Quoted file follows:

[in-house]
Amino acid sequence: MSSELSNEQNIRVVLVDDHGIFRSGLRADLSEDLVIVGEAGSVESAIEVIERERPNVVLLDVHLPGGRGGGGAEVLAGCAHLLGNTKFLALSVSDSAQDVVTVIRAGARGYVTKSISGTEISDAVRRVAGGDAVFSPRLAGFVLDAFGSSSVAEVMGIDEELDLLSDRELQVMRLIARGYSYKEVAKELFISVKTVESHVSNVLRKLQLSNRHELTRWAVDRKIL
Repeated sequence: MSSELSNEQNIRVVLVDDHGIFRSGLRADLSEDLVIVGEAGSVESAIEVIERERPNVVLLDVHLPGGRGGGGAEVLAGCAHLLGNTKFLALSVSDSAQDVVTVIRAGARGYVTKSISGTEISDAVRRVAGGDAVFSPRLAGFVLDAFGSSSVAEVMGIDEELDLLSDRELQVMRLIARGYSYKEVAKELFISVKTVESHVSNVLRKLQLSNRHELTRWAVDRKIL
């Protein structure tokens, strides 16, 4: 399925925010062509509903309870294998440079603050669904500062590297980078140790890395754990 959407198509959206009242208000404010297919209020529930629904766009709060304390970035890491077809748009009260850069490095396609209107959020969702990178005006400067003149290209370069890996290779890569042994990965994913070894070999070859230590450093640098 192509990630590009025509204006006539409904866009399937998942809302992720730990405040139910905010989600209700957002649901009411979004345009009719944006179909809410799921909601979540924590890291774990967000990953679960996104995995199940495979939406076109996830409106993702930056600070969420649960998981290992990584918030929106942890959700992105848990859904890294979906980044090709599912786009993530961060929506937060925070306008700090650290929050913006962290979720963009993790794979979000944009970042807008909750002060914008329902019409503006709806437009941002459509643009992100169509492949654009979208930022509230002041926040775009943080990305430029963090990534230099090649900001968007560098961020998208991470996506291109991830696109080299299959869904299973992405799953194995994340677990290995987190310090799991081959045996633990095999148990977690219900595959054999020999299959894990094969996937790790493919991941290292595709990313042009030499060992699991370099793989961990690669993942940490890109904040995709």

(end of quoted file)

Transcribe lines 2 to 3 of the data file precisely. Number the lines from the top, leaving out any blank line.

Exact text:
Amino acid sequence: MSSELSNEQNIRVVLVDDHGIFRSGLRADLSEDLVIVGEAGSVESAIEVIERERPNVVLLDVHLPGGRGGGGAEVLAGCAHLLGNTKFLALSVSDSAQDVVTVIRAGARGYVTKSISGTEISDAVRRVAGGDAVFSPRLAGFVLDAFGSSSVAEVMGIDEELDLLSDRELQVMRLIARGYSYKEVAKELFISVKTVESHVSNVLRKLQLSNRHELTRWAVDRKIL
Repeated sequence: MSSELSNEQNIRVVLVDDHGIFRSGLRADLSEDLVIVGEAGSVESAIEVIERERPNVVLLDVHLPGGRGGGGAEVLAGCAHLLGNTKFLALSVSDSAQDVVTVIRAGARGYVTKSISGTEISDAVRRVAGGDAVFSPRLAGFVLDAFGSSSVAEVMGIDEELDLLSDRELQVMRLIARGYSYKEVAKELFISVKTVESHVSNVLRKLQLSNRHELTRWAVDRKIL